Byzantine missions among the Slavs. SS. Constantine-Cyril and Methodius

Francis Dvornik


Rutgers Byzantine Series

Peter Charanis General Editor


Byzantine missions among the Slavs. SS. Constantine-Cyril and Methodius


Francis Dvornik


Foreword by Peter Charanis



Rutgers University Press, New Brunswick, New Jersey 1970






30 College Avenue / New Brunswick, N. J. 08903


524 pages, 19 Illustrations, 2 Plates of Plans, 2 Maps, 3 Appendices, Notes, Bibliography, Index


''Byzantium,” Francis Dvornik writes, "molded the undisciplined tribes of Serbs, Bulgars, Russians, and Croats, and made nations out of them; it gave to them its religion and institutions, taught their princes how to govern, transmitted to them the very principles of civilization — writing and literature.”


In Byzantine Missions Among the Slavs, Dr. Dvornik re-examines Byzantium’s missionary role in Christianizing the Slavic nations, especially in the light of archaeological discoveries made in Moravia, Croatia, and Montenegro in the last two decades. He analyzes the architectural discoveries, including a large number of Moravian stone churches closely related to prototypes in the Adriatic Latin regions, and the accompanying rich grave finds in silver and gold, produced in ninth-century Moravia and based on Byzantine and other foreign designs. His conclusion is that Christianization of the Croats began in the seventh century and was achieved, not by the Franks, as is generally believed, but by the priests living in the Latin cities on the Adriatic, part of Byzantine Dalmatia. The same conclusions may be drawn concerning the Christianization of the Serbs. Moravia was Christianized both by Frankish priests and by missionaries from Istria and Byzantine Dalmatia.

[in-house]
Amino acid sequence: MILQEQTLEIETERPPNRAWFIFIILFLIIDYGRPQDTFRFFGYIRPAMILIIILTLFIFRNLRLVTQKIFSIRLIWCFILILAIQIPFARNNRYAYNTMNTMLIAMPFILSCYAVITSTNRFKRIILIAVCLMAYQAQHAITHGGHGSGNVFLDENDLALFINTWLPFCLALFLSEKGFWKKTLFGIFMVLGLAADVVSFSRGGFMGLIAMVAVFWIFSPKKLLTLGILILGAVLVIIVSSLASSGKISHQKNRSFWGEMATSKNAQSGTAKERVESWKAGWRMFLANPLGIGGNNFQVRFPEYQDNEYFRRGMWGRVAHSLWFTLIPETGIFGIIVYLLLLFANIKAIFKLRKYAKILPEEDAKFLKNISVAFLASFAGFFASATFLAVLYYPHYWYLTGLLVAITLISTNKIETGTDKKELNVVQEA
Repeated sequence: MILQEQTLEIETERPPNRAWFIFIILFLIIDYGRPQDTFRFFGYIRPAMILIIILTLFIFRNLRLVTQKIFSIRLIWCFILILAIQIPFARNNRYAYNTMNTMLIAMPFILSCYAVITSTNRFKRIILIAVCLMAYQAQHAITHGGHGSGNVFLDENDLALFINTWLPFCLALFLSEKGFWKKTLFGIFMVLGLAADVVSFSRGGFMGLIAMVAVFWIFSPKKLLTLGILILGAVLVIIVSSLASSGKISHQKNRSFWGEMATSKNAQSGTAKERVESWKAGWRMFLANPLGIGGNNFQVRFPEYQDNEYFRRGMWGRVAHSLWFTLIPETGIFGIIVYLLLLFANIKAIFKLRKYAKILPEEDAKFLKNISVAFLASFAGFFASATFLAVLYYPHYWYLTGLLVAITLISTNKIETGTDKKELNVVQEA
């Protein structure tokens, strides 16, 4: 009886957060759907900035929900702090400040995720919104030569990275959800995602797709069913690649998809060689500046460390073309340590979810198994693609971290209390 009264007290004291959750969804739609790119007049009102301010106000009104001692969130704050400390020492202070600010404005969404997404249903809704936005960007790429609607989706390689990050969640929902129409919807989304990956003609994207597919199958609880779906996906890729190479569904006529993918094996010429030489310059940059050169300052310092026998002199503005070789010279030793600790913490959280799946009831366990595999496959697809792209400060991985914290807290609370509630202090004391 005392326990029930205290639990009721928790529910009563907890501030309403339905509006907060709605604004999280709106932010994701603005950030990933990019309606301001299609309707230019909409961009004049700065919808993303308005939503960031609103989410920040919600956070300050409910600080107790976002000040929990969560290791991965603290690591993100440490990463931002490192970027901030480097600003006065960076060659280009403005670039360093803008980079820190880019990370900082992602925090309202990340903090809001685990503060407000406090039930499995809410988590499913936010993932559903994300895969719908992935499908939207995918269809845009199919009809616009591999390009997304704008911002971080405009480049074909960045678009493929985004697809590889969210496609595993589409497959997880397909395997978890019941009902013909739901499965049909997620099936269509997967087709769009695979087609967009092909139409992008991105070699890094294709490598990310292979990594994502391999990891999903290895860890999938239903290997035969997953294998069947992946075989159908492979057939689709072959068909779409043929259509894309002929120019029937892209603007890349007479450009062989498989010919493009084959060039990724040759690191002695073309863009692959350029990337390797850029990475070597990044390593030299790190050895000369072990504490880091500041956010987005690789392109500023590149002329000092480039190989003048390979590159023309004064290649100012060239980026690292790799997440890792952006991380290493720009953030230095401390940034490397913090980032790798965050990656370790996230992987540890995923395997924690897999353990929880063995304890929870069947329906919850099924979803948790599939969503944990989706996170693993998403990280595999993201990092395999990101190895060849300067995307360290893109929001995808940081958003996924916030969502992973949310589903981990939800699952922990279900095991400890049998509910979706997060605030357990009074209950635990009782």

The major portion of Dr. Dvornik's study is devoted to the Byzantine mission to Moravia of SS. Constantine-Cyril and Methodius eleven hundred years ago. The principal goal of the mission was to instruct the native clergy in a new alphabet, invented by Constantine-Cyril, and in the (continued on back flap)


(continued from front flap)


Old Slavonic liturgy translated by him from the Greek liturgical texts. Some of the native Slavic clergy were consecrated in Byzantium to form a Moravian hierarchy independent of the Frankish Church. Although such unforeseen events as the untimely death of Cyril in Rome and political upheavals in Byzantium prevented realization of this plan, the Slavonic liturgy was accepted even by Rome, and survived persecution and suppression.


The religious and literary activities of Constantine-Cyril and Methodius are put into fresh light by the author’s review of the most recent studies of these problems. The cultural impact of their work, and its survival in various nations, are clearly demonstrated. In the last three chapters, the Roman and Byzantine attitudes to the Cyrilo-Methodian heritage are thoroughly examined, bringing forth new aspects of its development in Bohemia, Croatia, and Russia.



Library of Congress Catalogue Card Number 78-75676

Manufactured in the United States of America

By Quinn & Boden Company, Inc ., Railway, N. J.

SBN: 8135-0613-1


To John Seymour Thacher




List of Illustrations xi

List of Abbreviations xiii


Foreword by Peter Charanis xv


Preface xvii

I. Byzantine, Roman, and Frankish Missions among the Southern Slavs 1

II. Byzantium, the Russians, the Khazars, the Arabs, and Constantine’s Early Career 49

III. Moravia Before the Byzantine Mission 73

IV. The Byzantine Mission in Moravia 105

V. Rome and the Moravian Mission 131

VI. Methodius in Moravia 160

VII. The Cyrilo-Methodian Heritage in Poland and Bohemia 194

VIII. Byzantium, Rome, and the Cyrilo-Methodian Heritage in Croatia, Bulgaria, and Serbia 230

IX. Byzantium and the Cyrilo-Methodian Heritage in Kievan Russia 259



I. The Embassies of Constantine-Cyril and Photius to the Arabs 285

II. The Survival of Roman Provincial Culture in Pannonia and Noricum Reaching Moravia 297

III. By Which Route Did the Byzantine Embassy Reach Moravia? 307


Notes 315

Bibliography 419

Index 465





This book was set in Caledonia Linotype and printed by offset on P & S Old Forge manufactured by P. H. Glatfelter Co., Spring Grove, Pa. Composed, printed and bound by Quinn & Boden Company, Inc., Rahway, N.J.


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